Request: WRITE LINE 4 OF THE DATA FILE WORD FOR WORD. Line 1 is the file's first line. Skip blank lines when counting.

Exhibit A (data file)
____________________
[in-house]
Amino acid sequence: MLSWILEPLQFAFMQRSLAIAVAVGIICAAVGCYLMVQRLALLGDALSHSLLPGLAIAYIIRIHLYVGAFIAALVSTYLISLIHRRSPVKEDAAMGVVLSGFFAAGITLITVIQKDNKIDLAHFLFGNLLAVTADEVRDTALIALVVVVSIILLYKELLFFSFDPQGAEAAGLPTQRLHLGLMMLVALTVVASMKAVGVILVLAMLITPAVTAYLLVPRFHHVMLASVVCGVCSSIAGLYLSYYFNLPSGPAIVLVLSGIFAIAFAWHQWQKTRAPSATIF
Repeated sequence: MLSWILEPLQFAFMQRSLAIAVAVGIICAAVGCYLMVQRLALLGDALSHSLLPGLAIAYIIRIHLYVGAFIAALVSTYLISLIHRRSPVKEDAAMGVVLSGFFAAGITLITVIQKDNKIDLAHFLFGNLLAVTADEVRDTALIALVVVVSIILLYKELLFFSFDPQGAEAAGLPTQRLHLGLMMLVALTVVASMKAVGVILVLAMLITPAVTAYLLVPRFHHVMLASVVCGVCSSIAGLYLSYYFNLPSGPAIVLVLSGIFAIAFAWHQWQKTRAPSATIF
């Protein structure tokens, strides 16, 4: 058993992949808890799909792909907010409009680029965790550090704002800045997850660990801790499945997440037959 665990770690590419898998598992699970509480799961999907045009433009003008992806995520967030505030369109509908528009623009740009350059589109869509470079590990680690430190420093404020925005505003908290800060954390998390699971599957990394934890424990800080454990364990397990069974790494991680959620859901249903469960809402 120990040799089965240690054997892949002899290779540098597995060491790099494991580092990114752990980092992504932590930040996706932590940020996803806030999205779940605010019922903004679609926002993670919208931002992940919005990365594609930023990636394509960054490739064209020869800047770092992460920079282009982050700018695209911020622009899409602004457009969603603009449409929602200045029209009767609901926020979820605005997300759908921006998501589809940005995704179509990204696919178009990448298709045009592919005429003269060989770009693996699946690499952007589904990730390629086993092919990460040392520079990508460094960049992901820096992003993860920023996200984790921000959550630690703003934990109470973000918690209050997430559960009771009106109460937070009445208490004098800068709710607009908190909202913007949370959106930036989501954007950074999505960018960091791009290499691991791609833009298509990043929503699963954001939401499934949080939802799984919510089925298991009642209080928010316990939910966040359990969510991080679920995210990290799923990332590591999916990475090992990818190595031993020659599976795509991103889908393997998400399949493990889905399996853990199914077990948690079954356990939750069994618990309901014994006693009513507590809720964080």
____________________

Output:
């Protein structure tokens, strides 16, 4: 058993992949808890799909792909907010409009680029965790550090704002800045997850660990801790499945997440037959 665990770690590419898998598992699970509480799961999907045009433009003008992806995520967030505030369109509908528009623009740009350059589109869509470079590990680690430190420093404020925005505003908290800060954390998390699971599957990394934890424990800080454990364990397990069974790494991680959620859901249903469960809402 120990040799089965240690054997892949002899290779540098597995060491790099494991580092990114752990980092992504932590930040996706932590940020996803806030999205779940605010019922903004679609926002993670919208931002992940919005990365594609930023990636394509960054490739064209020869800047770092992460920079282009982050700018695209911020622009899409602004457009969603603009449409929602200045029209009767609901926020979820605005997300759908921006998501589809940005995704179509990204696919178009990448298709045009592919005429003269060989770009693996699946690499952007589904990730390629086993092919990460040392520079990508460094960049992901820096992003993860920023996200984790921000959550630690703003934990109470973000918690209050997430559960009771009106109460937070009445208490004098800068709710607009908190909202913007949370959106930036989501954007950074999505960018960091791009290499691991791609833009298509990043929503699963954001939401499934949080939802799984919510089925298991009642209080928010316990939910966040359990969510991080679920995210990290799923990332590591999916990475090992990818190595031993020659599976795509991103889908393997998400399949493990889905399996853990199914077990948690079954356990939750069994618990309901014994006693009513507590809720964080």